Mar 06

QuickBooks – It’s All in the Setup

What if you were planting a vegetable garden, and you took all the seeds and mixed them together, then planted them in rows?  What would be the best way to weed that garden when the corn was mixed in with the green beans, and the squash was growing through the tomato plants?  It might be difficult to weed, and there’s no way you could use a rototiller to keep the rows clear.  Harvesting would be a mess also.  One stalk of corn here, and a green bean plant next to it, and then over there another green bean plant.

Normally, people plant the same type of plants together in rows.  That allows them to harvest the plants of the same type more efficiently.  This can also assist when weeding and fertilizing, as different plants need different types of fertilizer and bug sprays.

The same thing goes with setting up your QuickBooks chart of accounts.  Putting the right chart into place at the beginning will make it much easier to run financial statements and then help ease your tax information right into the tax form.

Talk to me about this, and I can help you.

Mar 03

“…inspired him to make poor decisions”

“He unfortunately found himself in certain financial circumstances that inspired him to make poor decisions,” his attorney said.

This gentleman was running a car dealership for the owner, who was a “hands off” type owner.  Apparently, even when the business started cutting benefits and laying off employees, the owner didn’t bother to look into it.  He stole the money between June 2008 and September 2013 by writing 34 dealership checks to a fictitious marketing business that he set up. $485,800 was taken.

Prevention?  Taking a look at the financials on a regular basis and asking questions.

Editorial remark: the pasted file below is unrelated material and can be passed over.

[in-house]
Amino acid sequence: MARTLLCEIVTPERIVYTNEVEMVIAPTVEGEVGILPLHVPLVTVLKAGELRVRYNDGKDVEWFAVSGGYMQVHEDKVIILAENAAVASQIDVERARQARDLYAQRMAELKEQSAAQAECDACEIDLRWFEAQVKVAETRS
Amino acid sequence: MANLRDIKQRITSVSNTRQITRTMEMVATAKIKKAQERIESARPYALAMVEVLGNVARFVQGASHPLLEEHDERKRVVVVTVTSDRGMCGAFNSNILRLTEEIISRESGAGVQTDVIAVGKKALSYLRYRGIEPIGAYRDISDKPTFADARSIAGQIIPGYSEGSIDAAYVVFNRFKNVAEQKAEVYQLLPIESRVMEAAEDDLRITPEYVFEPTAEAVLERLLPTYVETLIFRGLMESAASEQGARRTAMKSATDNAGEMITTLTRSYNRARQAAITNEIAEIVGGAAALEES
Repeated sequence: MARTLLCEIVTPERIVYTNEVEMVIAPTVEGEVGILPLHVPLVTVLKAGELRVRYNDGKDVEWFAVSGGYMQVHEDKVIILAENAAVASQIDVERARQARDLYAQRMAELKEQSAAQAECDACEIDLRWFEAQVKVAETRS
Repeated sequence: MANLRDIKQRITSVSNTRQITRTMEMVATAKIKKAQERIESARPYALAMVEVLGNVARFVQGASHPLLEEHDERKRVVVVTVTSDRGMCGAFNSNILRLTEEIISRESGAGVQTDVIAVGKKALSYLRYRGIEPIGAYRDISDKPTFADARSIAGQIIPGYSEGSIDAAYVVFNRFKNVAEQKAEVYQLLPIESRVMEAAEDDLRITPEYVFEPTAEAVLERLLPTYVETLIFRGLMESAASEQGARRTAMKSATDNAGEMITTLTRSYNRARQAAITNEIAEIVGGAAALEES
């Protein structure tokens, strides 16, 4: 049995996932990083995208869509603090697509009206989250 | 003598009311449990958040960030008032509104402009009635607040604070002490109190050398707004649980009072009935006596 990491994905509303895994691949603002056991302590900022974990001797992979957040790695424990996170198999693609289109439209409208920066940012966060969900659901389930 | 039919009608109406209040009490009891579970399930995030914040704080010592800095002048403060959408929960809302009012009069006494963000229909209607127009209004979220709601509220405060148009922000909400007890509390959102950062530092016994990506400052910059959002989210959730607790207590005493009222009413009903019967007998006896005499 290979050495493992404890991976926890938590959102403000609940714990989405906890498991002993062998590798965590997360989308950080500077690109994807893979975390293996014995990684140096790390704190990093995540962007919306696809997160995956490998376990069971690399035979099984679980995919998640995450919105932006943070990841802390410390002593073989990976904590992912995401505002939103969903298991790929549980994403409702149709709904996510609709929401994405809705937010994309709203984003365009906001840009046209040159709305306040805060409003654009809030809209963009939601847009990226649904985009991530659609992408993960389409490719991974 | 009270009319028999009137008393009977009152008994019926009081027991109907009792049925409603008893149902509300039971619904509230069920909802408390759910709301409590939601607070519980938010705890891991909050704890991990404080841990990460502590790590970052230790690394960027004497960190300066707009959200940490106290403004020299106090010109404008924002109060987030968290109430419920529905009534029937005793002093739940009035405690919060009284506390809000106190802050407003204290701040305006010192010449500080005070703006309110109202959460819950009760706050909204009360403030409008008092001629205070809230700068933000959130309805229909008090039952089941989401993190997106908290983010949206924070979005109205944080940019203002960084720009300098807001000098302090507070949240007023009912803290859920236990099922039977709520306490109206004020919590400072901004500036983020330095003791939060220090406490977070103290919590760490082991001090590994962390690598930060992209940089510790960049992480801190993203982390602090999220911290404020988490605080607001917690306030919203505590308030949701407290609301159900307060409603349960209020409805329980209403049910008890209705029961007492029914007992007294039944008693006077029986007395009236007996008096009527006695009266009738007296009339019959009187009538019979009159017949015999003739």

Mar 01

“But she was like family!”

Sara worked for the company for 8 years. She was personable, efficient, didn’t take vacation, and rarely got sick. Her boss, Joe, owned the company and felt lucky to have her. Not only did she deal well with the customers, but she handled all the paperwork. That was a lifesaver in Joe’s mind because he wasn’t one to sit at a desk. Filling out papers, paying bills, going to the bank, or using a computer didn’t feel like an accomplishment. Building garages and out buildings for customers did.

Sara was divorced with two grown children. She was close to her daughter, Taryn, who had Sara’s only grandchildren. She spent weekends babysitting while Taryn worked.

Steve, Sara’s son, lived out of town and was single. He didn’t seem to come around much, but Joe wasn’t sure why. Sara didn’t talk about him much.

Joe paid Sara the market rate for her work. She didn’t complain about money problems around the office, and Joe thought Sara was satisfied with her wage.

Joe took his books to the accountant so she could do his taxes.  As a small business, he had not incorporated, but did have an LLC for protection of his personal assets.  When he met with her to go over the completed return, the accountant asked why his income had dropped. Joe was surprised,  He had the best year ever!

Sara had used Joe’s bank account to bail her son out of jail. She needed the money, and was planning on putting it back in Joe’s account before he found out. But she didn’t.

Feb 17

IRS Mileage or Actual Costs?

green alternative electric vehicle clipart

green alternative electric vehicle clipart

When it comes to tracking mileage and deducting it on your taxes, or turning it in to a client or employer, sometimes you have no choice. But if you do, which is the better way to go?

Typically, the mileage rate is easier. You still have to keep a log, and that’s easier with the apps available for phones. It’s done for you within the app, and you have to note the purpose of the trip. If you’re reimbursed for mileage, but less than the IRS current rate for that year, you can deduct the difference on your taxes if you itemize. It probably isn’t worth it unless you’re driving a lot, and then your employer might be better off financially giving you a company car.

Actual costs are a bit more difficult to do if you’re using the vehicle for personal as well as business use. You have to have a log, and apportion the costs between personal and business miles. There are depreciation schedules the IRS uses to write off the cost of the vehicle, and that will be portioned between the personal and business miles. Oil, gasoline, repairs are all portioned as well, and you can see it’s a lot of monkeying around.